Dining Out with a Baby

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eating out with baby toddlerDining out, breaking bread, cooking-avoidance… whatever you want to call it: visiting eateries is widely considered a pleasant, social and relaxed experience. Plus, it means no washing up and a guaranteed pudding option. What’s not to like?

When two become three and life changes beyond all recognition, be assured there is no need to give up your hobby (is visiting restaurants a hobby? If not it certainly should be), you may just need to make a few tiny adaptions. So without further ado, here’s how to eat out with your little one. It’s still totally worth the money if you have money to burn.

  • Talk with partner about what kind of food you fancy and which restaurant you’d like to visit.
  • Disregard the above as you remember you have a small child, so cuisine and ambience is now irrelevant, alongside any of your personal preferences.
  • Pick somewhere within easy driving distance with quick service, a playground and baby changing.
  • Visit establishment at a time completely unfitting to your appetite. Your usual meal times may be 1 and 7.30 PM but this is of course of no significance. You must fit in with your tiny tot and eat your tea at 4 PM.
  • Upon arrival, make friends with your waiter – their attitude towards your offspring together with speed of service could make or break this bad boy.
  • Briefly consider a glass of wine before remembering:
  1. The need to retain control of your baby
  2. That you require caffeine so much more than alcohol – order a large Pepsi.
  • Attempt to peruse the menu whilst trying to prevent baby or toddler grabbing it, scribbling on it or eating it.
  • Give up trying and order Burger and Chips. It’s probably what you would have had anyway, if you’d had chance to read the menu. Which you didn’t. Regretfully eye up the steak delivered to the next table before remembering that staring is rude, and so is dribbling when you are an adult.
  • Spend 5 minutes with your partner trying to have a conversation whilst also entertaining the baby and stopping them escaping their highchair.
  • Give up on conversation.
  • Spend the next ten minutes anxiously looking at the kitchen door. “WHERE IS THE FOOD?” you ask each other desperately. Not that you are actually hungry (it is, after all only 4.10 PM), but you are sat next to a ticking time bomb and don’t have a second to waste.
  • Food arrives, and you carefully cut your child’s food into bite size chunks which they refuse, possibly because of all the raisins you bribed them to stay in their highchair with or possibly because they are being awkward. Give them more raisins.
  • Attempt to eat your dinner as quickly as possible, as your child ups the ante in the highchair escaping stakes. Which reminds you, you should have had steak.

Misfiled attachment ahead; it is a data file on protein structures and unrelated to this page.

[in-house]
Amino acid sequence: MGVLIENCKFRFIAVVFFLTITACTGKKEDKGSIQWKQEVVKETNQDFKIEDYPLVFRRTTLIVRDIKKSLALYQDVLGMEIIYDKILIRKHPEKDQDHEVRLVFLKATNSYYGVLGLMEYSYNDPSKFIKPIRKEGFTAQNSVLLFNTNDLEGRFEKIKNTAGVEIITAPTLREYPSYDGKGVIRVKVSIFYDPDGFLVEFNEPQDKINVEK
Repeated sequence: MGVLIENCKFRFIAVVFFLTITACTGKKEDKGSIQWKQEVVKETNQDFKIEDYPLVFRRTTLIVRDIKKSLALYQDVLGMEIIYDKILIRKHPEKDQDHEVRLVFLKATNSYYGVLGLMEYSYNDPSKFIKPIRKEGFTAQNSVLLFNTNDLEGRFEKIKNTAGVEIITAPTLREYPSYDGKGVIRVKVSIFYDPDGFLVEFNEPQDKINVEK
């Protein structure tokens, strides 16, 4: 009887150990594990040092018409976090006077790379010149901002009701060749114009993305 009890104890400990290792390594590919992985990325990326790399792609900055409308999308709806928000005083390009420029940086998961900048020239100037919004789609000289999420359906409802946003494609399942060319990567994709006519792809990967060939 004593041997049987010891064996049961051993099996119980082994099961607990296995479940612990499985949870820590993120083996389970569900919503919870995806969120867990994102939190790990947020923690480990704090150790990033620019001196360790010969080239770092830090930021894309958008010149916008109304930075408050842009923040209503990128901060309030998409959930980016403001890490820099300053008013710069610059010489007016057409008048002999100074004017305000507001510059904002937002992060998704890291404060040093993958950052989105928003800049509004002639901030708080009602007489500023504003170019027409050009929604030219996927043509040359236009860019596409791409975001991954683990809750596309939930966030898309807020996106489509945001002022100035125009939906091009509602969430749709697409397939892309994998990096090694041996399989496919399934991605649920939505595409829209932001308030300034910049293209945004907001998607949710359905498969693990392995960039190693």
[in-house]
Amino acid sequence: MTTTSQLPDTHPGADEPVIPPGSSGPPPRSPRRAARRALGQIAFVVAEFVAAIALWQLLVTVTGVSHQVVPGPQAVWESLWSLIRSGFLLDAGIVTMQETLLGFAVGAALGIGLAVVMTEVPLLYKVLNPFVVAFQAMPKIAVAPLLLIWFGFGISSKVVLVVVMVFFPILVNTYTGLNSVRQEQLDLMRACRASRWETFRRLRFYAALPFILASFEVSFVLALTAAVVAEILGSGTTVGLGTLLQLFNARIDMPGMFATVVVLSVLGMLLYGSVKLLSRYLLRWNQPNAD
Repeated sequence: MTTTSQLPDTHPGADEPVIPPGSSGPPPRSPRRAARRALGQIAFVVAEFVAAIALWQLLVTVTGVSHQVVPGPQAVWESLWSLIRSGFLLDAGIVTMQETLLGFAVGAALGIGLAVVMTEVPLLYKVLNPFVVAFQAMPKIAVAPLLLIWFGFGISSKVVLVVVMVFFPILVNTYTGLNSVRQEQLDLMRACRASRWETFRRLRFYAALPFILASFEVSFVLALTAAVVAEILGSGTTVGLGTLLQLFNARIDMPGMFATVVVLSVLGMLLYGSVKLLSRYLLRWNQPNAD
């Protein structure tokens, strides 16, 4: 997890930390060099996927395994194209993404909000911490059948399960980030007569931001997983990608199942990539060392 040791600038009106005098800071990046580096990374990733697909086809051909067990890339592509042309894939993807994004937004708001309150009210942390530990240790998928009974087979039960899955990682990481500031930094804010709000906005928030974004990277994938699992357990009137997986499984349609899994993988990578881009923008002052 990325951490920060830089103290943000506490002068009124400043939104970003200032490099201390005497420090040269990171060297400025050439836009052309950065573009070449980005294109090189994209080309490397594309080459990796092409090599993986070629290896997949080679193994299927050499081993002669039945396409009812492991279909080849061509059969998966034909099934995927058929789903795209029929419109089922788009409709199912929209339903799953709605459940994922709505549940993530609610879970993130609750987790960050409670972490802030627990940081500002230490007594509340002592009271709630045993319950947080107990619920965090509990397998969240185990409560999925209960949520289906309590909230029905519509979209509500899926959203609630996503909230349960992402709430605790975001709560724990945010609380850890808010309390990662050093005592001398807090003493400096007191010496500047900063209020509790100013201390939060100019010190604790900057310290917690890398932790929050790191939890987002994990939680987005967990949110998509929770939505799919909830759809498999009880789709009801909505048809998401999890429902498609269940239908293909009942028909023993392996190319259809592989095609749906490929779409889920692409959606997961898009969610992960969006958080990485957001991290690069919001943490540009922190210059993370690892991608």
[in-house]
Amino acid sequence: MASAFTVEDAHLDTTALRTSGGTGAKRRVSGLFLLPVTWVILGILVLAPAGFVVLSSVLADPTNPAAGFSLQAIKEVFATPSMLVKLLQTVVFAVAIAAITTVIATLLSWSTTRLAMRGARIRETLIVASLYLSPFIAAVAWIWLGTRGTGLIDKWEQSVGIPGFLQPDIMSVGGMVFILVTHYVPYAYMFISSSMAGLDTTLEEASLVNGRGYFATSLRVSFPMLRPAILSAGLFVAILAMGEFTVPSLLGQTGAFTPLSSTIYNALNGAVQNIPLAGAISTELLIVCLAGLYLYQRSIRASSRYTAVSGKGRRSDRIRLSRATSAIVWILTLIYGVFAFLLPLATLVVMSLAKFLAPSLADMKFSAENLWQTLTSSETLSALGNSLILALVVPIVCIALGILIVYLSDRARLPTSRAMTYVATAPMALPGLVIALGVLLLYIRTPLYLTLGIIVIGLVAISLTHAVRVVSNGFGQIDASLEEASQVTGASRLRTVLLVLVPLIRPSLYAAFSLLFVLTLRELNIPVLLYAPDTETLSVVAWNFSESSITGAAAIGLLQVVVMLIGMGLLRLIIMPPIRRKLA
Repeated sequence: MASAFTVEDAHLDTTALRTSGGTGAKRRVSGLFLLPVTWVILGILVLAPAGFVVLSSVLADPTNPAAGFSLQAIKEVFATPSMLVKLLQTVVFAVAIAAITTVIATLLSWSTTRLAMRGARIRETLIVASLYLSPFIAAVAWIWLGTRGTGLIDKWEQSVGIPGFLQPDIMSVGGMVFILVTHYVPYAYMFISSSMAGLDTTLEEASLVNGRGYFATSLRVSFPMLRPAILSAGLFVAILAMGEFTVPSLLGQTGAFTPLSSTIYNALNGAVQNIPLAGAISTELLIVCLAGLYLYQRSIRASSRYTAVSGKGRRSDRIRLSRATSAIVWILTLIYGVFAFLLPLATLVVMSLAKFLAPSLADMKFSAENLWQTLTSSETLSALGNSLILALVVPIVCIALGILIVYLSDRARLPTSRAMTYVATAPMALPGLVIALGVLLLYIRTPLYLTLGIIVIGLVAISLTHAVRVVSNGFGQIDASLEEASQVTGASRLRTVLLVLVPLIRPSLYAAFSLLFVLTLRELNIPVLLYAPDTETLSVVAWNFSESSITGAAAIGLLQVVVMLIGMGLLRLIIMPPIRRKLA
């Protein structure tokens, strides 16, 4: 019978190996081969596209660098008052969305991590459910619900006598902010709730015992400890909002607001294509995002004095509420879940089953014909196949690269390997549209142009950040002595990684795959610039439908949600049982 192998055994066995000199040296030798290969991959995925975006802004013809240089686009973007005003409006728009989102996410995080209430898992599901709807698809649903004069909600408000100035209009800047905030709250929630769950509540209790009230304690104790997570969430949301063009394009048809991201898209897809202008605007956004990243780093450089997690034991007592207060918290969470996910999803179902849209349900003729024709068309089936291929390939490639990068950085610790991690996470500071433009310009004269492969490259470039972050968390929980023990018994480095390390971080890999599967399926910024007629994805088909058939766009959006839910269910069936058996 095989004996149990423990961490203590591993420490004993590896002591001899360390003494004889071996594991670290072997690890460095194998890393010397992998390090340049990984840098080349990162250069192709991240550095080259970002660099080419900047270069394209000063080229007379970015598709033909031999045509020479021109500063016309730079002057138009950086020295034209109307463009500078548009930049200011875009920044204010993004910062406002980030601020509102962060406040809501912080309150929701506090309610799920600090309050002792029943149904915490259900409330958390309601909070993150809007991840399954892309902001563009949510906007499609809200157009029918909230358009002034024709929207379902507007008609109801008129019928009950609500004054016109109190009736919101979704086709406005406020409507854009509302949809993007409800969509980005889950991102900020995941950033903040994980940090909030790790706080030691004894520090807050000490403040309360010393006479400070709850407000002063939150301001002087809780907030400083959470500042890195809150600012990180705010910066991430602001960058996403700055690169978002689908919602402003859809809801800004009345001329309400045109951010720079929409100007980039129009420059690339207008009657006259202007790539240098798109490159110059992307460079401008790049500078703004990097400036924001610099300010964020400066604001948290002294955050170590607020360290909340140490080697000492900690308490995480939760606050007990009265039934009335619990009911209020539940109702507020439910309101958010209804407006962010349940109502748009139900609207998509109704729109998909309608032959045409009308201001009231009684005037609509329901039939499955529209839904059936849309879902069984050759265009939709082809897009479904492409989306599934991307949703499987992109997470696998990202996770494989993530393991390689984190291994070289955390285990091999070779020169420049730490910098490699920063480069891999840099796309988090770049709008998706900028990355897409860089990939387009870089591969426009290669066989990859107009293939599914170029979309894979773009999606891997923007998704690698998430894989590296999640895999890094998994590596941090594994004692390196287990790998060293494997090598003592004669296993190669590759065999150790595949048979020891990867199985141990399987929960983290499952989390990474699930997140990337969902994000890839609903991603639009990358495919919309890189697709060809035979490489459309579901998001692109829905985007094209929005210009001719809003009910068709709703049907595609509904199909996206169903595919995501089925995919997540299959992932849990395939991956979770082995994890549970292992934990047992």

• You have hiccoughs, your partner has indigestion and your cute little tot has just done something violent in his nappy.
  • Your child demands (via the medium of noisy points) the food from your plate. Supposing it is better than a supper of raisins, give him some burger, bun and chips, with a tomato chunk to make you feel less guilty.
  • Oh, he just wants to throw the food, not eat it. Of course.
  • As your partner attempts to put some distance between the throw-fodder and your child, a violent battle ensues between them, resulting in the knocking over of your Pepsi. According to your tot, this is all your fault and he howls angrily at you, whilst still appearing to enjoy splashing his hands in the huge Pepsi puddle.
  • Your table is a bombsite and the stench of poo covers the surrounding four tables.
  • Get up to change the baby. It is tough to call which is worse: staying and eating dinner amongst all the mess and disapproving eyes, or having to abandon your meal to change the Lucifer of all nappies.
  • Get halfway to the toilet before realising you forgot the baby. A solo loo visit? You wish!
  • It’s a bad ‘un and the baby requires a complete change of clothes. Understandably, he is none-too-pleased about being stripped off in a drafty toilet and in your haste, set off the hand-dryer causing inconsolable tears. Explaining that the noise of hot air is not actually a sinister message from the after-life appears to be of little comfort to your child. Work the vest poppers as quickly as humanly possible (not quickly at all) so you can end the torture for both of you.
  • The hand dryer stops and so does your baby’s tears – hooray. Just as you are getting somewhere – clean nappy, half-dressed child – there is a hammering on the door. “What is taking so long?” someone demands “This is a disabled toilet” you are helpfully told. Believe me friend, you think, I would rather be on your side of the door than mine. But you refrain from shouting this, or hammering back at them. The noise however, has started your baby crying again. Wonderful.